Veritas by Quinn Coleridge
Being a demigoddess in 1892 Stonehenge, Colorado isn’t all one might suppose, especially when the dead are involved. Yet as Veritas of the Rocky Mountain sovereignty, it is Hester Grayson’s calling to help restless spirits cross over by bringing their killers to justice. Blind and pale as an albino, she dwells on the fringes of the nouveau riche, working with her telepathic beau Tom Craddock to catch the guilty.
When a young woman is brutally murdered, Hester and Tom are determined to solve the case as they have every other. But this one demands more. The killer wears many faces and wields greater magic than even Hester possesses. All sleuthing stops, however, when Tom is gravely wounded and Hester is cast out of her parent’s mansion into the squalor of an asylum.
At the mercy of an insane doctor, surrounded by agitated ghosts, Hester fights to maintain her own sanity by planning her escape and the downfall of her enemies. Can she achieve her goal and expose the madman who sent her to hell? Or will he continue his bloody reign in Stonehenge?
Veritas is a mix of sleuth/detective, ghost story, thriller, horror and romance…I’m not entirely sure where I picked up the recommendation for Veritas, but it’s definitely worth a read!
The story starts with Hester; blind, dumb and living in genteel state with her family. But while she’s treated as a helpless ornament by her mother and despised by her father, Hester herself often tests her limits, both on her own and with allies: her companion Cordelia affectionately assists with many tasks, and her beau and partner Tom stays in constant contact. And Hester also has a secret: she has been chosen by the Lady Veritas, and hears Sir Death. Her remaining senses are supernaturally acute, and she can speak to the spirit world.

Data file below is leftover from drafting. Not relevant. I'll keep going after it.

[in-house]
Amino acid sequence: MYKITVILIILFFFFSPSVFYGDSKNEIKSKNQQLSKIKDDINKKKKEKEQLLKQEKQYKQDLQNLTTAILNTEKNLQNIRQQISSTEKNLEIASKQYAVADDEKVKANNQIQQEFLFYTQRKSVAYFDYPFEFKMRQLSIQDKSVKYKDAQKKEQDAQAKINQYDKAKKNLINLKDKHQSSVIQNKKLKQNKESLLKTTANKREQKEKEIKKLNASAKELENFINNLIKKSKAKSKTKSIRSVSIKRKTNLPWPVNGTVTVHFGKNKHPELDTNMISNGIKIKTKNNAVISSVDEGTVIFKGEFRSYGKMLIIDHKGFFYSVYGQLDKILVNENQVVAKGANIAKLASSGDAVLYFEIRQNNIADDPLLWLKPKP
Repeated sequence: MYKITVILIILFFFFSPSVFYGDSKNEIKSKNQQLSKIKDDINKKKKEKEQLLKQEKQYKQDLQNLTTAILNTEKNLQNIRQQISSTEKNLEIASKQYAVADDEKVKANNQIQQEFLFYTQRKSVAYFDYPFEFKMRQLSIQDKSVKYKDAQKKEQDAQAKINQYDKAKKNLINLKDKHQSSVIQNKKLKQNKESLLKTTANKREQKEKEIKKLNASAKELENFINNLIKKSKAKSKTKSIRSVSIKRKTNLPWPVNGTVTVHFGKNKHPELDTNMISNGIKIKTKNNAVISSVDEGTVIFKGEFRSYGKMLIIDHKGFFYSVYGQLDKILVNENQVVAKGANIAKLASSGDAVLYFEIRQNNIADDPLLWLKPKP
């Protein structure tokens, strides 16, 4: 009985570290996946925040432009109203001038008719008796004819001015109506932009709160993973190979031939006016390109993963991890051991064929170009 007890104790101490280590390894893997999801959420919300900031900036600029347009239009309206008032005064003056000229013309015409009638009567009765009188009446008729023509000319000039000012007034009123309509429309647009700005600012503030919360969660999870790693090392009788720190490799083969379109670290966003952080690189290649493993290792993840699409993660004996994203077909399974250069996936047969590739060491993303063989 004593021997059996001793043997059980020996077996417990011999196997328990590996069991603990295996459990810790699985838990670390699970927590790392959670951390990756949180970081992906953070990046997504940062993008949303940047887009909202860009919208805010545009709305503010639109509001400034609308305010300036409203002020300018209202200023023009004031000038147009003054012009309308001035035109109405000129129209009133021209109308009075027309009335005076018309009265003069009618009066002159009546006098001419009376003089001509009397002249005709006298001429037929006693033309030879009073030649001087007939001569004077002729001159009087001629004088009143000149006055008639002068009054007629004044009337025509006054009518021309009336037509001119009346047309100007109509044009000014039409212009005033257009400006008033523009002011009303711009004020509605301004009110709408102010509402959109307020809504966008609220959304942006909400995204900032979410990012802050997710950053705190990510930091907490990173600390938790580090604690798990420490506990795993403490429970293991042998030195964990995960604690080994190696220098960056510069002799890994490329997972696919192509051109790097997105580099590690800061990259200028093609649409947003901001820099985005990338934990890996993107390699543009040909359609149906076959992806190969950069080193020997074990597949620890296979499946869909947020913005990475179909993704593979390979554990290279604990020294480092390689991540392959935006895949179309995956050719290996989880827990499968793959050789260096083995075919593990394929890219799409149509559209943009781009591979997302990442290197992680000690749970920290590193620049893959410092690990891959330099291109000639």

But the spirit world does not let her live quietly. Murder victims clamour for revenge, and Death presses Hester to find the killer. In addition, Hester is becoming a target – and a prize. A new doctor in town becomes interested in the lively young woman and frustrated at her circumstances, offering to teach her sign language; and Tom’s position as companion and lover grows ever stronger and more precarious as a rival comes on the scene.
Hester’s voice is wonderful; despite her lack of sight and voice, there’s never any lack of description or action, and we see brilliantly through her extended senses. The setting is small-town America with a side dose of an insane alsylum, chillingly portrayed. The characters are excellent; a wide mix of voices and people, all beautifully brought to life by their movements, voices and affections, even though we are unable to see them. Hester’s relationships, both with her loves and her enemies, is nicely done; the motivations of many characters are complex and interwoven, even though Hester is always the central point. The action is very good and the plot tugs along; there are some very good twists and unexpected events throughout, and it’s never boring.
The one thing that lets the book down, and knocks a star off the rating, is that I felt the enemies were confusing. I struggled to work out who was under suspicion at any particular time; while there is one Big Bad, it’s not clear (intentionally, but confusingly) who is an enemy of Hester’s. This is particularly noticeable with the twist at the end; it doesn’t get foreshadowed, and while that makes it very good as a twist, it doesn’t help clear up the confusion! The murder plots also add to the tangles, and while the victims are clear, any potential links between the murderers aren’t. However, it doesn’t detract from the reading of the book; Hester is always a clear voice, even if the workings behind the scenes aren’t entirely clear.
So, overall; a complex and interesting book with some brilliant characters and a unique central protagonist.